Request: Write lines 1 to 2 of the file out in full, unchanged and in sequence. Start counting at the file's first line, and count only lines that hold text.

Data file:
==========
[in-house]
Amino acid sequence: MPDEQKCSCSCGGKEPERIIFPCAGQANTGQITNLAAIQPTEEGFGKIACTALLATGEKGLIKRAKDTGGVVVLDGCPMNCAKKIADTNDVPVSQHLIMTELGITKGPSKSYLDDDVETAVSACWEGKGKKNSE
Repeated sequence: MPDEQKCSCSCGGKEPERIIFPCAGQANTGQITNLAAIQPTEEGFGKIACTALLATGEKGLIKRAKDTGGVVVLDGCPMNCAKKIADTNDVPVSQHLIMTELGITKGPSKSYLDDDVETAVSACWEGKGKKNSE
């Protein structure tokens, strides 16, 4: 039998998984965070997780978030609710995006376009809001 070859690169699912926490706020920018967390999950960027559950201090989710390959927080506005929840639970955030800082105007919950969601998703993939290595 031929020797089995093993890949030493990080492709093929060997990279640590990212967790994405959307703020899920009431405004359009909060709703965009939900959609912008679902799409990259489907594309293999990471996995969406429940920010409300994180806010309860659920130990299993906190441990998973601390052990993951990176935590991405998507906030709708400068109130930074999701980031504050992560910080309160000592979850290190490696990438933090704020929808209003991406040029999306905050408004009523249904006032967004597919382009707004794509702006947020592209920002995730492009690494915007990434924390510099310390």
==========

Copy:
[in-house]
Amino acid sequence: MPDEQKCSCSCGGKEPERIIFPCAGQANTGQITNLAAIQPTEEGFGKIACTALLATGEKGLIKRAKDTGGVVVLDGCPMNCAKKIADTNDVPVSQHLIMTELGITKGPSKSYLDDDVETAVSACWEGKGKKNSE